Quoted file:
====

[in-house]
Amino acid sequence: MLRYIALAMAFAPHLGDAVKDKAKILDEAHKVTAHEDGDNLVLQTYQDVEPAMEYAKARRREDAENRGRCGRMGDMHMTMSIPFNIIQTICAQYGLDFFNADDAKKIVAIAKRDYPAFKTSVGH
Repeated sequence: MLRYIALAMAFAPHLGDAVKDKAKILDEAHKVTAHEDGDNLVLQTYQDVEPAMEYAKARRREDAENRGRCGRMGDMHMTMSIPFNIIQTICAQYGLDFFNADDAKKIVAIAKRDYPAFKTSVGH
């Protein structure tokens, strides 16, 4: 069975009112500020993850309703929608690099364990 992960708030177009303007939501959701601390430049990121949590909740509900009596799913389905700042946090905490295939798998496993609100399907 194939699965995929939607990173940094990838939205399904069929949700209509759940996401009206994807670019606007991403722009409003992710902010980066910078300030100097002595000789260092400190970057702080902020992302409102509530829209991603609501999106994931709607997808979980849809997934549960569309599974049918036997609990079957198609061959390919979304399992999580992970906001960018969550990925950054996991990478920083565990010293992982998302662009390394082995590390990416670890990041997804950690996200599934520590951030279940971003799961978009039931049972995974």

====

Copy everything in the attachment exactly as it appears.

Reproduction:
[in-house]
Amino acid sequence: MLRYIALAMAFAPHLGDAVKDKAKILDEAHKVTAHEDGDNLVLQTYQDVEPAMEYAKARRREDAENRGRCGRMGDMHMTMSIPFNIIQTICAQYGLDFFNADDAKKIVAIAKRDYPAFKTSVGH
Repeated sequence: MLRYIALAMAFAPHLGDAVKDKAKILDEAHKVTAHEDGDNLVLQTYQDVEPAMEYAKARRREDAENRGRCGRMGDMHMTMSIPFNIIQTICAQYGLDFFNADDAKKIVAIAKRDYPAFKTSVGH
């Protein structure tokens, strides 16, 4: 069975009112500020993850309703929608690099364990 992960708030177009303007939501959701601390430049990121949590909740509900009596799913389905700042946090905490295939798998496993609100399907 194939699965995929939607990173940094990838939205399904069929949700209509759940996401009206994807670019606007991403722009409003992710902010980066910078300030100097002595000789260092400190970057702080902020992302409102509530829209991603609501999106994931709607997808979980849809997934549960569309599974049918036997609990079957198609061959390919979304399992999580992970906001960018969550990925950054996991990478920083565990010293992982998302662009390394082995590390990416670890990041997804950690996200599934520590951030279940971003799961978009039931049972995974």